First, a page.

Ball blasts Gazette over BPSU story
Bermuda Public Services Union executive Ed Ball has blasted
The Royal Gazette for sensationalising headlines to boost sales instead of relaying the facts.
General Secretary Ed Ball disclosed that BPSU President Kevin Grant “apologised to his membership for the stress that was imposed on them” by the story headlined ‘Civil Service may need to shrink, says BPSU boss’. The story was published on June 22.
In a statement released yesterday, Mr Ball said the union’s mandate “has always and continues to be job retention”. And he said the President had “been steadfast in campaigning for job security for all Bermudian workers” ever since he was elected in March 2011.
“The daily’s Saturday story appears to attempt to induce a hostile and divisive environment within the membership of the Union, while at the same time advocating for the pending SAGE Commission’s recommendation to reduce the size of the Civil Service (which may be premature expectations by the daily and others).
“The BPSU has categorically and continually stated that an economy full of unemployed citizens cannot flourish as confirmed by numerous austerity measures, globally, that have not helped the economic recovery of those countries,” said Mr Ball.
“It is also our view that
The Royal Gazette is not publishing enough interest stories, or conducting investigative reporting to flush out wasteful Government spending or suggesting ways to create jobs.
“Rarely have we read where the paper has suggested ways to increase Government revenues such as collecting $22 million of uncollected taxes as stated by the Ministry of Finance.
The Royal Gazette lacks consistency in reporting on the hardship of unemployed Bermudian workers or campaigns on their behalf for benefits such as unemployment insurance.”
He noted that $38 million has been allocated by Government to be spent on hiring consultants.
Mr Ball concluded: “It is time that
The Royal Gazette assist in Bermuda’s economic recovery and prosperity rather than ruining the reputation and careers of Bermudians.”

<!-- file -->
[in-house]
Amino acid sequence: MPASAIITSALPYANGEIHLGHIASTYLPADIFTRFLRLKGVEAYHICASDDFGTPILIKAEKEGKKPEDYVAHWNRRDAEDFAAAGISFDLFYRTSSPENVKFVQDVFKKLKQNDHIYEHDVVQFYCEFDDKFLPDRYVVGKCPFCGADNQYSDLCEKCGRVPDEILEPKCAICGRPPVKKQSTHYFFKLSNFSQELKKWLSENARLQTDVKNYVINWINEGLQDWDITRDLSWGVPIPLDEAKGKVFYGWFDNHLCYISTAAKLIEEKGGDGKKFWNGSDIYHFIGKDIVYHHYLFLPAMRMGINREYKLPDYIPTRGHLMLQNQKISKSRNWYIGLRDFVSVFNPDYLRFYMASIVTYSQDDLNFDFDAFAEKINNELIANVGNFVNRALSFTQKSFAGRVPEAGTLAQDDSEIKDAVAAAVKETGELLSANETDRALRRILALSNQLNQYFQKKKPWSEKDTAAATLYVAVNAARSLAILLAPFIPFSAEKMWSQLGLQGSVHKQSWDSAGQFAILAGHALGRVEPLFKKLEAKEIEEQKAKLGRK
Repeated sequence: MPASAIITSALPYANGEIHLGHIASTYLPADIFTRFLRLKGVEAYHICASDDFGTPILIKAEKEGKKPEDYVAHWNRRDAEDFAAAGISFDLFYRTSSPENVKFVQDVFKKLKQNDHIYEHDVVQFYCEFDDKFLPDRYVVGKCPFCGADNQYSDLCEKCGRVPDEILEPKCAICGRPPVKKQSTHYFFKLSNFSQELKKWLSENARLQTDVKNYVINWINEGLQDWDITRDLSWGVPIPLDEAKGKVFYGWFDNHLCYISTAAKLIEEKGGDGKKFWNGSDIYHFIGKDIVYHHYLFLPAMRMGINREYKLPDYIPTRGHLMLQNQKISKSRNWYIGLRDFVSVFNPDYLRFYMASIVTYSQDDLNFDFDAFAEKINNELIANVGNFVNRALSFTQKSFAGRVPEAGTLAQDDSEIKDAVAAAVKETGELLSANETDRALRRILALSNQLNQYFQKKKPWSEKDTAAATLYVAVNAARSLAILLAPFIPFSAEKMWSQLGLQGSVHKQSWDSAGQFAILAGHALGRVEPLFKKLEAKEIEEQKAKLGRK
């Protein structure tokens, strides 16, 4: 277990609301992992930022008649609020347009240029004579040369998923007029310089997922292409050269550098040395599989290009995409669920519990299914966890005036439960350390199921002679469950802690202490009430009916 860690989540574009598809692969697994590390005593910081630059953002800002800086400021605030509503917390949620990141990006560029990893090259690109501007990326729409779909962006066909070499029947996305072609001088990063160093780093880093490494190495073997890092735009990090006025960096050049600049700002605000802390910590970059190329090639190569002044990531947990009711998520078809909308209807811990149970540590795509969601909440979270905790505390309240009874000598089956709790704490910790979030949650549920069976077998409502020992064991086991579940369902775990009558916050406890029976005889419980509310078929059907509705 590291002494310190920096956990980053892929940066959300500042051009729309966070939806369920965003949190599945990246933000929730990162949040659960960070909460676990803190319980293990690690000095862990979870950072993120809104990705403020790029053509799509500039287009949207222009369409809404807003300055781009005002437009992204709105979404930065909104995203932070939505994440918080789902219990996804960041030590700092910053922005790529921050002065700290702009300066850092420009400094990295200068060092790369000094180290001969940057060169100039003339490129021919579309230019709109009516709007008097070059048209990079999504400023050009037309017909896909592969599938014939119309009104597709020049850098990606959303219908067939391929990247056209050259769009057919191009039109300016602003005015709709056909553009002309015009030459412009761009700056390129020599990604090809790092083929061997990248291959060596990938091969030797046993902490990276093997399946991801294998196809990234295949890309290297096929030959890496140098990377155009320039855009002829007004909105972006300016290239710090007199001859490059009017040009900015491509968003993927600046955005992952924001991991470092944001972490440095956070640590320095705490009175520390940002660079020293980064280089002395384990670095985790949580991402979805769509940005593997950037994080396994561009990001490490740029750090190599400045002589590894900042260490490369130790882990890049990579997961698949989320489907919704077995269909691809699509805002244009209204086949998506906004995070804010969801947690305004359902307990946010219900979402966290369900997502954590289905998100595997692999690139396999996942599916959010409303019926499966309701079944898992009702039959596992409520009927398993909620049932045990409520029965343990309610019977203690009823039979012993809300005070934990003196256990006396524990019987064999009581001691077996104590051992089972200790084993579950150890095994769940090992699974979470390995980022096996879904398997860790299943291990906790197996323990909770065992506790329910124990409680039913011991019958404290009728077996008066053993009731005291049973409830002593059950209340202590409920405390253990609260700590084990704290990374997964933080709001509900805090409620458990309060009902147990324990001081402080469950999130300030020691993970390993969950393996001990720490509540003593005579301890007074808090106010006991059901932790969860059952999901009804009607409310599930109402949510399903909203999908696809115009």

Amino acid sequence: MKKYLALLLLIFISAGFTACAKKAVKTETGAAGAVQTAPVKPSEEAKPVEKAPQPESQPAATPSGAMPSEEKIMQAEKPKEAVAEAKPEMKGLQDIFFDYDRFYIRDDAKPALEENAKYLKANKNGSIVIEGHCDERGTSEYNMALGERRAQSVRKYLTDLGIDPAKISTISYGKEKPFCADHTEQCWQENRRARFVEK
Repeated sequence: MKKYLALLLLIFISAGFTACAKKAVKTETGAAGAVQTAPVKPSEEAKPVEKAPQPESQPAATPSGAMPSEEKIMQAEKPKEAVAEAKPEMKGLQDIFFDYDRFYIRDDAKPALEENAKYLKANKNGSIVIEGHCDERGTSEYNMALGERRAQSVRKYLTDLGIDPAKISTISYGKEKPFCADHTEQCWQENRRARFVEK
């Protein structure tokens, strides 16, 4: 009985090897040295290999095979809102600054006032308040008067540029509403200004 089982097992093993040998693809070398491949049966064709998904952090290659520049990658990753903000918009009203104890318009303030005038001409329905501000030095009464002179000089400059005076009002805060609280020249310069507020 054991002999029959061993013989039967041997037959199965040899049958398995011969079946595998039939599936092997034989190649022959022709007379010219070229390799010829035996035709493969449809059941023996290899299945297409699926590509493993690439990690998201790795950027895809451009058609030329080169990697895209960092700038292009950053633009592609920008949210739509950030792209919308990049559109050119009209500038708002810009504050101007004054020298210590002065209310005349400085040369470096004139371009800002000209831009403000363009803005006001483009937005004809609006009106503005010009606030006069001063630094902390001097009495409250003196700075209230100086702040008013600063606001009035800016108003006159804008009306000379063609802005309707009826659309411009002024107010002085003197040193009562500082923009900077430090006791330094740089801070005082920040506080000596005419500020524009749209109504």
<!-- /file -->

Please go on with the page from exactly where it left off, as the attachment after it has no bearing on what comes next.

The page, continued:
In response, Acting Editor Jeremy Deacon said: “There never has been any attempt to induce a hostile and divisive environment with the BPSU. Indeed this paper has gone on record in its editorials that it supports unions and the work they do.
“We will report on what the SAGE Commission recommends, but that does not mean we advocate any particular course of action.”
He added: “Through editorials we may from time to time make suggestions, but our role is primarily to inform the public of the ways this, or any other, Government is working to cut costs and create jobs. We are ourselves acutely aware of the effects of the recession and would be delighted to help Government if they asked us.
“As to the concerns that we are not conducting investigative reporting to flush out wasteful Government spending, we have done and will continue to hold Governments to account. If the BPSU has any concrete examples of this we would be very happy to investigate. We have no fear and give no favour, regardless of which political party is in power.
“In the past, we have often highlighted hardships suffered by families in Bermuda, but we also strive to highlight the positive issues in our community as well. If Mr Ball thinks we lack consistency in our reporting I would ask him to give me the details. If he knows of hardships being suffered, similarly, I would ask him to supply us with details.
“Lastly, it is in our interests that the economy recovers. The overwhelming number of people employed at
The Royal Gazette are Bermudians or spouses of Bermudians. To suggest that we put the ruination of the reputation and careers of Bermudians first, is illogical and absurd.”